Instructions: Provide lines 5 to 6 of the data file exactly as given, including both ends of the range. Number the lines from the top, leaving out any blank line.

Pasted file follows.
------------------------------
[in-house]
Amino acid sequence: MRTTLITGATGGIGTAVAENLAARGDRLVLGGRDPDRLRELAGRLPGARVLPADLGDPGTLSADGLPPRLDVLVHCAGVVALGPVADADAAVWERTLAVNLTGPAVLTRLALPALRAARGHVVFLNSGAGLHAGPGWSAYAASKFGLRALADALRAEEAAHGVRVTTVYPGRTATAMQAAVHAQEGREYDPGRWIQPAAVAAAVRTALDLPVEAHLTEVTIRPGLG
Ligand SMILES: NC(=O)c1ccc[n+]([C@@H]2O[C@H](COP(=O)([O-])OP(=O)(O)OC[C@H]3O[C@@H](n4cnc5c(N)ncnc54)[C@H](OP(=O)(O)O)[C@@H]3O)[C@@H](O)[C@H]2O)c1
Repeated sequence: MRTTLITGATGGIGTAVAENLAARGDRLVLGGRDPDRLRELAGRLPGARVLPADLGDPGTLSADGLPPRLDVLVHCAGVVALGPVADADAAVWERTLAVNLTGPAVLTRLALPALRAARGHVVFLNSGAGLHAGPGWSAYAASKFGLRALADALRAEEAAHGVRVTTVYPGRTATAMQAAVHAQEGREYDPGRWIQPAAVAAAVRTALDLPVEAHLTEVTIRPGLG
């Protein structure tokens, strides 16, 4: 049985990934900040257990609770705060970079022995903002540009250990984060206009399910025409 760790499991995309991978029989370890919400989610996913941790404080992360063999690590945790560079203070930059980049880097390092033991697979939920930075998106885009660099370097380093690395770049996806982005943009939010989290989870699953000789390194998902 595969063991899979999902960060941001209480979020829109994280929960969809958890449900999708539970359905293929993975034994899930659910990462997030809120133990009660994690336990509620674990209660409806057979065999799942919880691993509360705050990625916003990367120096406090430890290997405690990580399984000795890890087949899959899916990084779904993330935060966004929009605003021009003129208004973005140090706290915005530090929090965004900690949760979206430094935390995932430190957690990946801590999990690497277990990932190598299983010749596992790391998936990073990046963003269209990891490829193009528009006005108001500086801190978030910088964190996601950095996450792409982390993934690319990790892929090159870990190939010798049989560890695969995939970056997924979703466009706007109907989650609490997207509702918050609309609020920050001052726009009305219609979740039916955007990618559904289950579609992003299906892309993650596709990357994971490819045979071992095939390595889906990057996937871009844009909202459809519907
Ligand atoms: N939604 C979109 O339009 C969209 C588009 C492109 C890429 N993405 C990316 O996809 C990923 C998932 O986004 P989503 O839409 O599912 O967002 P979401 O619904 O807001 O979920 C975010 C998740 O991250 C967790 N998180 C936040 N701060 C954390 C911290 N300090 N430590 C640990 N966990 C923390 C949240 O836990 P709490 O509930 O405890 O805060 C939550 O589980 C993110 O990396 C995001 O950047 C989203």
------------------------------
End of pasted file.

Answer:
């Protein structure tokens, strides 16, 4: 049985990934900040257990609770705060970079022995903002540009250990984060206009399910025409 760790499991995309991978029989370890919400989610996913941790404080992360063999690590945790560079203070930059980049880097390092033991697979939920930075998106885009660099370097380093690395770049996806982005943009939010989290989870699953000789390194998902 595969063991899979999902960060941001209480979020829109994280929960969809958890449900999708539970359905293929993975034994899930659910990462997030809120133990009660994690336990509620674990209660409806057979065999799942919880691993509360705050990625916003990367120096406090430890290997405690990580399984000795890890087949899959899916990084779904993330935060966004929009605003021009003129208004973005140090706290915005530090929090965004900690949760979206430094935390995932430190957690990946801590999990690497277990990932190598299983010749596992790391998936990073990046963003269209990891490829193009528009006005108001500086801190978030910088964190996601950095996450792409982390993934690319990790892929090159870990190939010798049989560890695969995939970056997924979703466009706007109907989650609490997207509702918050609309609020920050001052726009009305219609979740039916955007990618559904289950579609992003299906892309993650596709990357994971490819045979071992095939390595889906990057996937871009844009909202459809519907
Ligand atoms: N939604 C979109 O339009 C969209 C588009 C492109 C890429 N993405 C990316 O996809 C990923 C998932 O986004 P989503 O839409 O599912 O967002 P979401 O619904 O807001 O979920 C975010 C998740 O991250 C967790 N998180 C936040 N701060 C954390 C911290 N300090 N430590 C640990 N966990 C923390 C949240 O836990 P709490 O509930 O405890 O805060 C939550 O589980 C993110 O990396 C995001 O950047 C989203």